Wells Fargo & Co., a well-renowned financial service provider, adopted the clawback policy in 2013. Although ‘clawback’ maintains a thorough and rigid meaning of ‘reclaiming the money’, Wells Fargo's clawback policy is an example of a company taking action to recoup compensation in a dire situation.

The Wells Fargo scandal highlights the need for properly designed compensation clawbacks to prevent reckless corporate behavior and protect shareholders' interests. 

The scandal: The Wells Fargo scandal refers to a series of misconduct and fraudulent activities that came to light in 2016.  The reps created millions of savings and checking accounts without the client's consent.

So, when clients began to notice unanticipated fees and received unexpected financial products, matters started to go underhill. As a result of this discovery, regulatory bodies, including the Consumer Financial Protection Bureau, imposed penalties and fined the organization $185 million in 2016. 

Retaliation by Wells Fargo: Wells Fargo's clawback policies are contractual clauses that allowed the company to reclaim compensation under specific circumstances, primarily related to executive compensation contracts, back in 2017.

Clawback provisions were used to reduce or cancel bonuses as a punitive measure against former and current employees actively integrated into the scandal. The employees included high-level executives like CEO John Stumpf and Tim Sloan.  

Results after placing the clawback policy: 

  • The placement of a clawback clause in their workplace helped them recoup $75 million in total.  
  • Maintain the ethical conduct of the organization.  
  • Created a solid structure for the future where such conduct can be pin-pointed in due time.  

The clawback clause, after the scandal served as financial and ethical safeguards. Moreover, it ensured that incentives align with the company's long-term objectives and protect the company's interests without being overly punitive towards employees. 

2. JP Morgan Chase "London Whale" issue prompts execs to put clawback in motion: 

Similar to the Wells Fargo cross-selling scandal, The 2012 JP Morgan Chase trading loss, also known to the public as the "London Whale" scandal, involved large trading losses at JP Morgan's Chief Investment Officer. The issue is based on transactions booked through its London branch. 

The ‘London Whale’ scandal that led to mayhem: 

A series of events led JP Morgan Chase to insert the clawback policies, however, the major scandal that ignited the process of derivative transactions involving credit default swaps (CDS) was entered, reportedly as part of the bank's "hedging" strategy.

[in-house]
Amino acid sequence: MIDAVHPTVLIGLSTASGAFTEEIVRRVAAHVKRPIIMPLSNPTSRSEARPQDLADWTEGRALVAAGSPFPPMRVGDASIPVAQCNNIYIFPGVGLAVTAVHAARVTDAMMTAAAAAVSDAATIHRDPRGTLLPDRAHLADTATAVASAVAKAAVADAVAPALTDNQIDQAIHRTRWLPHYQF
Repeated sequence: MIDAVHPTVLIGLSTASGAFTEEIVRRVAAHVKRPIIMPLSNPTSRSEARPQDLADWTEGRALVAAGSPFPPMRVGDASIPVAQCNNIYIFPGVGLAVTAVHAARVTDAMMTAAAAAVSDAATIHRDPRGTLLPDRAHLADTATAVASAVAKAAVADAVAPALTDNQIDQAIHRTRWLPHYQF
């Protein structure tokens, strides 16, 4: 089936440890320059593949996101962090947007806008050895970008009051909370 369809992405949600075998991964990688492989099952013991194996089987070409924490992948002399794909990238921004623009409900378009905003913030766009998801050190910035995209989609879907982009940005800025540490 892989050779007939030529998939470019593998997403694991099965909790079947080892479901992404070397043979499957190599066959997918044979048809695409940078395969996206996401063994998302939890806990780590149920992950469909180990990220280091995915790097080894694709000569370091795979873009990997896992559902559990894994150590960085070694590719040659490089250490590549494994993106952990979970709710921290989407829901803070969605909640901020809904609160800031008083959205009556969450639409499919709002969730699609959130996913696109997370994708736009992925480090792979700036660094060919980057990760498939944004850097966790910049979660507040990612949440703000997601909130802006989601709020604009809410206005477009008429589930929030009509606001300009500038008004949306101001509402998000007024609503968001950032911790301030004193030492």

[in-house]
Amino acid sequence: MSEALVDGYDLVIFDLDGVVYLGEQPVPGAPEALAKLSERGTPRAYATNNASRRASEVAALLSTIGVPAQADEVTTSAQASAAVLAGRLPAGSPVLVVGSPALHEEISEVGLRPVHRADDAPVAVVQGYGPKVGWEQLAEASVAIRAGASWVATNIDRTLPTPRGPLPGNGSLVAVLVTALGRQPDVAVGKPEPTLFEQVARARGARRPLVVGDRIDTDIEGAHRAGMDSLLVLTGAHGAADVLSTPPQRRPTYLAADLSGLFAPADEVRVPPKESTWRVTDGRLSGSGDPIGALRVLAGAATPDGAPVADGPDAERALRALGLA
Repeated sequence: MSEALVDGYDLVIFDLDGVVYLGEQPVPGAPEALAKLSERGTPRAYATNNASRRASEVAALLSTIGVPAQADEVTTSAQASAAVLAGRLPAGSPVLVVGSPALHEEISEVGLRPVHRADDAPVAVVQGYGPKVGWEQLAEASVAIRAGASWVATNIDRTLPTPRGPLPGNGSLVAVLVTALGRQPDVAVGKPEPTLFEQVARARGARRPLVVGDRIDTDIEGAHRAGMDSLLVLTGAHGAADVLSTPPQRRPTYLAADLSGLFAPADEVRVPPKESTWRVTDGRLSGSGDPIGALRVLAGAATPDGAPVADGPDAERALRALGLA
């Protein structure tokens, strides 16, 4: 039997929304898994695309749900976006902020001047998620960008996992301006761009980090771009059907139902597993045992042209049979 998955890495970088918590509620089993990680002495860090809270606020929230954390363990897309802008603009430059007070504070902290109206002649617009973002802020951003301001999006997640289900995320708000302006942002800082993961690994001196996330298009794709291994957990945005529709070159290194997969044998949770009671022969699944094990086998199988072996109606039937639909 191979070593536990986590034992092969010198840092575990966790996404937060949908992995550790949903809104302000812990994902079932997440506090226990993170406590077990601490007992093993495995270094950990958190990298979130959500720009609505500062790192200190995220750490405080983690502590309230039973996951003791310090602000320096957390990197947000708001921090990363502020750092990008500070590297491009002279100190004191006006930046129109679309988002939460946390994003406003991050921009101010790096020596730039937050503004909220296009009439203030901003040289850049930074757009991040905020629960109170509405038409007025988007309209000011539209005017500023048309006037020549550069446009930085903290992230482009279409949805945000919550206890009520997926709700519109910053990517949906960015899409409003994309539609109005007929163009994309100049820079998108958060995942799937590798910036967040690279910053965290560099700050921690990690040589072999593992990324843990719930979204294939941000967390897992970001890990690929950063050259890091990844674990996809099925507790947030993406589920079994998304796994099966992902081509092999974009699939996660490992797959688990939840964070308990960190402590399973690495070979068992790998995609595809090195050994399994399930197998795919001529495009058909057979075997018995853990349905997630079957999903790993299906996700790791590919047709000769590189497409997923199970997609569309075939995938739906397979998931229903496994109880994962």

The incident highlights the risks associated with complex financial matters. In the same month, regulators instructed JPMorgan to implement corrective measures to correct the shortcomings noticed in risk management that led to significant trading losses. In terms of losses, JP Morgan Chase saw, 

  • The London Whale trading scandal that caused $6.2 billion in losses was a significant event in the financial industry, and the clawback was a crucial part of the company's response to the scandal. 
  • An estimated trading loss of $2 billion was announced, but the loss amounted to more than $6 billion for JPMorgan Chase. 
  • $920 million in total fines to US and UK authorities.  

Success after implementing clawback policy: 

JPMorgan implemented a clawback of compensation due to "London Whale" trading losses and subsequent fraud charges brought by the SEC against former employees. As a result, JP Morgan Chase successfully,  

  • Recouped millions in compensation from implicated traders in the London Whale incident. This amount represents two years' worth of their pay. 
  • Defeated a London Whale shareholder lawsuit in the U.S. This further cemented the company's position in the case.  
  • Along with the board of directors cut the compensation of CEO Jamie Dimon by 50 percent
  • The scandal led to calls for tougher regulations and oversight of the banking industry, including the implementation of the Volcker Rule. This rule stops banks from engaging in proprietary trading and imposes limits on their investments in hedge funds and private equity funds. 


Clawback provisions play a significant role in frameworks by reinstating investors' confidence and fostering trust among the public. Their inclusion improves individual accountability and modifies incentive systems to reduce reliance on short-term payout results.  

One can say clawbacks are implemented across sectors such as private equity, insurance, dividends, and business contracts to ensure greater responsibility among the parties involved.  

However, to ensure a fair application of clawback policies among the sales reps, an incentive automation channel can be established for them to meet the expectations set out in the contract. Compass is a sales incentive management software that helps businesses manage and automate their sales incentive programs fairly. The platform simplifies the management of complex incentive plans by: 

  • Launching incentive plans  
  • Calculating and disbursing incentives, with real-time visibility into performance 
  • Generate commission information and on-time payouts. 
  • Integration with CRMs through webhooks, APIs, or SDKs, incorporating link and gate filters for managing multiple data sources.  

So facilitate the automation of incentive programs, simplify the process of establishing sales performance goals, and monitor employee advancement in surpassing them while maintaining decorum and fairness at all levels with Compass. 

Unlock the Biggest Secret of Engagement to Retain your Top Performers.
Learn how

Nagma Nasim

Nagma Nasim

Nagma is a content writer who creates informative articles, blogs, & other engaging content. In her free time, you can find her immersed in academic papers, novels, or movie marathons.